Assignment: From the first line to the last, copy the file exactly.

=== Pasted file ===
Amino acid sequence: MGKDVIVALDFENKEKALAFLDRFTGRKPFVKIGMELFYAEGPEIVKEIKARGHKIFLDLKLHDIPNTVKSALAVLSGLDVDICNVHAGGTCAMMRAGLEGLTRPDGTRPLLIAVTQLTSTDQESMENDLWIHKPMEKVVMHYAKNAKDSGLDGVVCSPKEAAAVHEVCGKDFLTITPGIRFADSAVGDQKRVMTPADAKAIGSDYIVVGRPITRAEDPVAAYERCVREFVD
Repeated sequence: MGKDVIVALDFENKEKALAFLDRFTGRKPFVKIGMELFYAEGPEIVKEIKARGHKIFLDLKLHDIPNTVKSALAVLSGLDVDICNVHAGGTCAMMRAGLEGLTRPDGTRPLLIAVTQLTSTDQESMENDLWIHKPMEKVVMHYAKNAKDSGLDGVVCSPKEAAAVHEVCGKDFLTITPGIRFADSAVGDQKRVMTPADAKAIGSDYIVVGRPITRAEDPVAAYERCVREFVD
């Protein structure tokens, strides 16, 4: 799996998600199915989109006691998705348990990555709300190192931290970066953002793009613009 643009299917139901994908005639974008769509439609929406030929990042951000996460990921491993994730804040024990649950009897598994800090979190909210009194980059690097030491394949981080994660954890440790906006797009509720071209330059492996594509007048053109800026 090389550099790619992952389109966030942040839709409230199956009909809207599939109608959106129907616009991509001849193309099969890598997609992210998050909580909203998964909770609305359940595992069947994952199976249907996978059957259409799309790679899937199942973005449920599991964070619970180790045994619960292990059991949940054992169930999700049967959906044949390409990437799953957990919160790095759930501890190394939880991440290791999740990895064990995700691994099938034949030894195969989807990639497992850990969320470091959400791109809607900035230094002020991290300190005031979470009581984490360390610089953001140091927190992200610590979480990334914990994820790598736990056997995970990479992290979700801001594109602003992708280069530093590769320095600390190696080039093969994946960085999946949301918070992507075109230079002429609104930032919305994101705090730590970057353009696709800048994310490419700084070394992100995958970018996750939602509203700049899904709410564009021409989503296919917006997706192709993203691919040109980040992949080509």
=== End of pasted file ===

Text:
Amino acid sequence: MGKDVIVALDFENKEKALAFLDRFTGRKPFVKIGMELFYAEGPEIVKEIKARGHKIFLDLKLHDIPNTVKSALAVLSGLDVDICNVHAGGTCAMMRAGLEGLTRPDGTRPLLIAVTQLTSTDQESMENDLWIHKPMEKVVMHYAKNAKDSGLDGVVCSPKEAAAVHEVCGKDFLTITPGIRFADSAVGDQKRVMTPADAKAIGSDYIVVGRPITRAEDPVAAYERCVREFVD
Repeated sequence: MGKDVIVALDFENKEKALAFLDRFTGRKPFVKIGMELFYAEGPEIVKEIKARGHKIFLDLKLHDIPNTVKSALAVLSGLDVDICNVHAGGTCAMMRAGLEGLTRPDGTRPLLIAVTQLTSTDQESMENDLWIHKPMEKVVMHYAKNAKDSGLDGVVCSPKEAAAVHEVCGKDFLTITPGIRFADSAVGDQKRVMTPADAKAIGSDYIVVGRPITRAEDPVAAYERCVREFVD
């Protein structure tokens, strides 16, 4: 799996998600199915989109006691998705348990990555709300190192931290970066953002793009613009 643009299917139901994908005639974008769509439609929406030929990042951000996460990921491993994730804040024990649950009897598994800090979190909210009194980059690097030491394949981080994660954890440790906006797009509720071209330059492996594509007048053109800026 090389550099790619992952389109966030942040839709409230199956009909809207599939109608959106129907616009991509001849193309099969890598997609992210998050909580909203998964909770609305359940595992069947994952199976249907996978059957259409799309790679899937199942973005449920599991964070619970180790045994619960292990059991949940054992169930999700049967959906044949390409990437799953957990919160790095759930501890190394939880991440290791999740990895064990995700691994099938034949030894195969989807990639497992850990969320470091959400791109809607900035230094002020991290300190005031979470009581984490360390610089953001140091927190992200610590979480990334914990994820790598736990056997995970990479992290979700801001594109602003992708280069530093590769320095600390190696080039093969994946960085999946949301918070992507075109230079002429609104930032919305994101705090730590970057353009696709800048994310490419700084070394992100995958970018996750939602509203700049899904709410564009021409989503296919917006997706192709993203691919040109980040992949080509």